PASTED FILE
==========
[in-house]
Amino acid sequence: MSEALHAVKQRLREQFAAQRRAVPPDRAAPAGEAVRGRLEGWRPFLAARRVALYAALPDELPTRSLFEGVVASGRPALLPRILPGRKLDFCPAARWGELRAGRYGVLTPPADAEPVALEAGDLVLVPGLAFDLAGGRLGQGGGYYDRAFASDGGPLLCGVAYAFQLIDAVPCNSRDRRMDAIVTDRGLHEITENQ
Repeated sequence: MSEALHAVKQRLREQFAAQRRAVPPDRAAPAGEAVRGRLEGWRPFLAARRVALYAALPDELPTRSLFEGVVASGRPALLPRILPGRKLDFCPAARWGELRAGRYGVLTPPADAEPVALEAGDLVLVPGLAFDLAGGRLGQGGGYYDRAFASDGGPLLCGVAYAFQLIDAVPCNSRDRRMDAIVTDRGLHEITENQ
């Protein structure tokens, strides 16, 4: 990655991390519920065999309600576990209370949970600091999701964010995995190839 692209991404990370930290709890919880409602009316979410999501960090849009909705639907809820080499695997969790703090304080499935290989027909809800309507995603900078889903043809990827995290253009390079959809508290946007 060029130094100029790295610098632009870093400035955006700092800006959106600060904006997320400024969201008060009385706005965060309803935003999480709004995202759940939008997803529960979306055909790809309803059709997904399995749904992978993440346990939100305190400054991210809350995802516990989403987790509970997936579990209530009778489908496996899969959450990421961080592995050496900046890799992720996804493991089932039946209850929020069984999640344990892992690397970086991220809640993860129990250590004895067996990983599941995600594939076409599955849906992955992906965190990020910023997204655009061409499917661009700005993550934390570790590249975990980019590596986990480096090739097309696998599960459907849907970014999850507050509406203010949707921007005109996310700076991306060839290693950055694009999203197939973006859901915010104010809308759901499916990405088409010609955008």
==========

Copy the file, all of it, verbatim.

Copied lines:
[in-house]
Amino acid sequence: MSEALHAVKQRLREQFAAQRRAVPPDRAAPAGEAVRGRLEGWRPFLAARRVALYAALPDELPTRSLFEGVVASGRPALLPRILPGRKLDFCPAARWGELRAGRYGVLTPPADAEPVALEAGDLVLVPGLAFDLAGGRLGQGGGYYDRAFASDGGPLLCGVAYAFQLIDAVPCNSRDRRMDAIVTDRGLHEITENQ
Repeated sequence: MSEALHAVKQRLREQFAAQRRAVPPDRAAPAGEAVRGRLEGWRPFLAARRVALYAALPDELPTRSLFEGVVASGRPALLPRILPGRKLDFCPAARWGELRAGRYGVLTPPADAEPVALEAGDLVLVPGLAFDLAGGRLGQGGGYYDRAFASDGGPLLCGVAYAFQLIDAVPCNSRDRRMDAIVTDRGLHEITENQ
């Protein structure tokens, strides 16, 4: 990655991390519920065999309600576990209370949970600091999701964010995995190839 692209991404990370930290709890919880409602009316979410999501960090849009909705639907809820080499695997969790703090304080499935290989027909809800309507995603900078889903043809990827995290253009390079959809508290946007 060029130094100029790295610098632009870093400035955006700092800006959106600060904006997320400024969201008060009385706005965060309803935003999480709004995202759940939008997803529960979306055909790809309803059709997904399995749904992978993440346990939100305190400054991210809350995802516990989403987790509970997936579990209530009778489908496996899969959450990421961080592995050496900046890799992720996804493991089932039946209850929020069984999640344990892992690397970086991220809640993860129990250590004895067996990983599941995600594939076409599955849906992955992906965190990020910023997204655009061409499917661009700005993550934390570790590249975990980019590596986990480096090739097309696998599960459907849907970014999850507050509406203010949707921007005109996310700076991306060839290693950055694009999203197939973006859901915010104010809308759901499916990405088409010609955008």